After three years, the San Francisco Police Department has completed 29 of the 272 reform recommendations made by the U.S. Department of Justice. That’s 11 percent. With nine-tenths of the work remaining, community members remain wary of the effort involved and note that, accordingly, they’re seeing few changes on the ground.
“As a young black man in [Bayview-Hunters Point], encounters with police are extremely scary,” said 21-year-old Rome Jones at a Tuesday Board of Supervisors hearing on the department’s progress.
“A traffic ticket could lead to the end of my life,” added Jones, who sits on the city’s Youth Commission.
The hearing marked the first time in some two years’ time that the Board of Supervisors checked in on the SFPD reform effort. It has not progressed smoothly since October 2016, when the federal DOJ published its review of the department in response to multiple controversial police shootings and multiple scandals involving the exchange of racist, sexist, and homophobic text messages among officers.
The U.S. Department of Justice in September 2017 suspended its involvement in the reform process under then-U.S. Attorney General Jeff Sessions, leaving a six-month hiatus in which the department scrambled to find a new overseer and eventually began working with the state Department of Justice in February 2018.
Since then, SFPD Chief Bill Scott told the Board of Supervisors on Tuesday, the department has achieved “substantial compliance” on 11 percent, or 29, of the recommendations, with 170 still “in progress” and 73 caught in the back-and-forth of the review process. A report on the second of three phases of the process will be released sometime in December, and a final report is due in May 2020, when all the reforms should ostensibly be complete.
Regarding the seemingly slow progress, Scott emphasized that the process is not only about “checking boxes.”
“This is an all-inclusive, evolving process that takes time,” he continued.
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The reforms cover improvements to the department’s use of force, community policing, bias, accountability, and recruitment and hiring. So far, the department has completed recommendations around incorporating de-escalation techniques, implicit bias training, and community policing measures such as an increase in foot patrols and the implementation of “community police advisory boards,” which take input from community members.
Scott emphasized use-of-force has declined some 30 percent since the department began directing officers to use “time and distance” when dealing with people in crisis. Ninety-six percent of the department has received a 10-hour crisis intervention training, while 49 percent have received a 40-hour training. And the department has not had a police shooting in some 15 months, he said — something that “has not been done in recent memory.”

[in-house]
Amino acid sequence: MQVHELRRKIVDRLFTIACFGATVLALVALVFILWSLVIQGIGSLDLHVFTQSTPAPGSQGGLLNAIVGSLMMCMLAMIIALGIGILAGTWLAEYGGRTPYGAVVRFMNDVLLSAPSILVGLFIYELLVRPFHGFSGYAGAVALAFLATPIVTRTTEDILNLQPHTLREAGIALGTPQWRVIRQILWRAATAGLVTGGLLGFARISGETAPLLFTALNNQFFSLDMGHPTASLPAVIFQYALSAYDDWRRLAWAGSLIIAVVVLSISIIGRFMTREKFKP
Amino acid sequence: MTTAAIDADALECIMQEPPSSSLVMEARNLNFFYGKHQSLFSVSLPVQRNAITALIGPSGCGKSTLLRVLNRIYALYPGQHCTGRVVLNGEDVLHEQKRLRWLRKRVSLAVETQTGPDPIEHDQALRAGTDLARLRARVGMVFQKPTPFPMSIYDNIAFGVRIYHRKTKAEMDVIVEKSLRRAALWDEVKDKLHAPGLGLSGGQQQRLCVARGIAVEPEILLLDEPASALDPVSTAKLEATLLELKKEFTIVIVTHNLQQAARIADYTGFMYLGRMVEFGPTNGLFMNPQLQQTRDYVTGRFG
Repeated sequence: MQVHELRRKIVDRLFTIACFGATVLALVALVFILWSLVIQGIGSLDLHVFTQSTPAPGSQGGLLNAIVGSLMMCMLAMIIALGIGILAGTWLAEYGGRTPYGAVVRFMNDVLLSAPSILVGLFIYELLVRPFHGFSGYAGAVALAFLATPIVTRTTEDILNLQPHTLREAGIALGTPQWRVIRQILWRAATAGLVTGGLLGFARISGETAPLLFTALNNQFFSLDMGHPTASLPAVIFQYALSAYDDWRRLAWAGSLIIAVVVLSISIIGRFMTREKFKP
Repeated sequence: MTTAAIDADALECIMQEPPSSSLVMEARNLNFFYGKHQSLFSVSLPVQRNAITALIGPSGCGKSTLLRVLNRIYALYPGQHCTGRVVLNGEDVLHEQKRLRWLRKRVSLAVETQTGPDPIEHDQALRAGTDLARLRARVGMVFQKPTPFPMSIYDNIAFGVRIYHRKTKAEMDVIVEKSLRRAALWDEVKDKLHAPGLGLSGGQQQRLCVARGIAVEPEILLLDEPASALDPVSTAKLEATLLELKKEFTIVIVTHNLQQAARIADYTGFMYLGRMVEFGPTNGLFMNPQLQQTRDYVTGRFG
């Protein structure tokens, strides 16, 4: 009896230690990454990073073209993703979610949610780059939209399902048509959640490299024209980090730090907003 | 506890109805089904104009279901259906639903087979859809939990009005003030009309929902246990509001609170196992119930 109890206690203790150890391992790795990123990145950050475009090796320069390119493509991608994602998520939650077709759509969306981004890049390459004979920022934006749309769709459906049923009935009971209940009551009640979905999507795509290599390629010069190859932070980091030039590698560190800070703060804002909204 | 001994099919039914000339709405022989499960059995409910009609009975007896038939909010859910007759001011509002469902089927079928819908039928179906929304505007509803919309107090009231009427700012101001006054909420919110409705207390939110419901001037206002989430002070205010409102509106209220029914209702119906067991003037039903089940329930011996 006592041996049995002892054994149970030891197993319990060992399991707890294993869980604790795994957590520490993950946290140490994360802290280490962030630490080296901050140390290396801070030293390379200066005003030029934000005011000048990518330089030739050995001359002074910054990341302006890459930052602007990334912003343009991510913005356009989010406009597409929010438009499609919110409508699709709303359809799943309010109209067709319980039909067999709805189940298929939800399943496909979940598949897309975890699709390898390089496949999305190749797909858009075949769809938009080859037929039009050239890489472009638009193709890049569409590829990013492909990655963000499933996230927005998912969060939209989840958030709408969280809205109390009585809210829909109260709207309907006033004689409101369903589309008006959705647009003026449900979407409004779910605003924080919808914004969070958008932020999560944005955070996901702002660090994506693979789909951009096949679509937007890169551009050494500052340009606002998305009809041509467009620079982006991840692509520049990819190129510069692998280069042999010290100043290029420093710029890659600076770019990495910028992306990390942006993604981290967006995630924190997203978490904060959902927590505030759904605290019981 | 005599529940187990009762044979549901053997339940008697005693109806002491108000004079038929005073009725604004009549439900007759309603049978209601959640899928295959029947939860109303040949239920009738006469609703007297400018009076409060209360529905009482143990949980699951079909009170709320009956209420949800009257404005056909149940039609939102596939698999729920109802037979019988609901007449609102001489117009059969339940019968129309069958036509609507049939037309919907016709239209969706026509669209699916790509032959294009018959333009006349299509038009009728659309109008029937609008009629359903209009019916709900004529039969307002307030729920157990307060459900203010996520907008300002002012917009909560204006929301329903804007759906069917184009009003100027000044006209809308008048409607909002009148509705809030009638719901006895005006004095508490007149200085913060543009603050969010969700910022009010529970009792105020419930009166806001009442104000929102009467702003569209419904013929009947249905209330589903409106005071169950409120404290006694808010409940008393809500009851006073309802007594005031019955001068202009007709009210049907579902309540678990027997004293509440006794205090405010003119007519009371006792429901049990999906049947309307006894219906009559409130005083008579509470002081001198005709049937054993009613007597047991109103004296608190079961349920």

“Officer-involved shootings is really what got us here,” he said, referring to the reform effort. “There were a lot of other things, but — frankly — officer-involved shooting is what got us here.”
But Supervisor Hillary Ronen pressed Scott on why black and brown people in San Francisco are disproportionately affected by the department’s use of force.
The chief told Ronen that use of force against African Americans has declined some 33 percent since 2016. But Scott said that was no excuse for why African Americans disproportionately have guns pointed at them, are struck with officers’ fists or other objects, or are subject to physical control — year after year.
From April to June of this year, African Americans were on the receiving end of 40 percent of that kind of force, while Latinos were subject to 21 percent. Blacks make up roughly 5 percent of the city’s population, while Latinos comprise around 15 percent.
Meanwhile, whites were on the receiving end of 26 percent of SFPD use-of-force, while whites comprise roughly 50 percent of the population.
“The disparities are concerning,” Scott said, explaining the department is analyzing how to close that gap but has so far not found a concrete solution.
A cavalcade of skeptical speakers lined up following Scott’s presentation to express their dismay at the pace of the reform effort.
“For me, I’m still left wondering — where are the reforms?” said Father Richard Smith, an Episcopal priest in the Mission District and a police activist. He recounted a recent incident in which six officers barged into his church, St. John the Evangelist on 15th and Julian streets, with their guns drawn. He says officers hassled the largely Latinx congregation while they searched for a robbery suspect.
“It makes wonder whether we have addressed the racism and cultural insensitivity that has scarred this department for many years,” Smith said.
Adriana Camarena, a police accountability activist, said she participated in the working group aimed at the “community policing” reforms. “I sat there every meeting, and I would ask then Commander [David] Lazar … could you please tell us what is the result of the recommendation you’re making? And we never got an answer,” she said. “Over and over, I asked, what is the recommendation that you are making to the chief, and what is the chief deciding?”
“There was never an answer,” Camarena said. “I quit that group the day after.”
Phelicia Jones, who leads the Justice For Mario Woods Coalition, said that despite the reduction in use of force, “black San Franciscans do not matter in San Francisco.”
Jones said she was troubled by the disparities regarding police treatment of minorities, particularly black citizens, and she had hoped to speak just a little longer at the lectern. She and the coalition had spent hours preparing for the hearing, she said. But her allotted two minutes had run out.
As she continued to speak, she was escorted away by Sheriff’s Deputies.
“You can’t continue to treat us like this,” she said.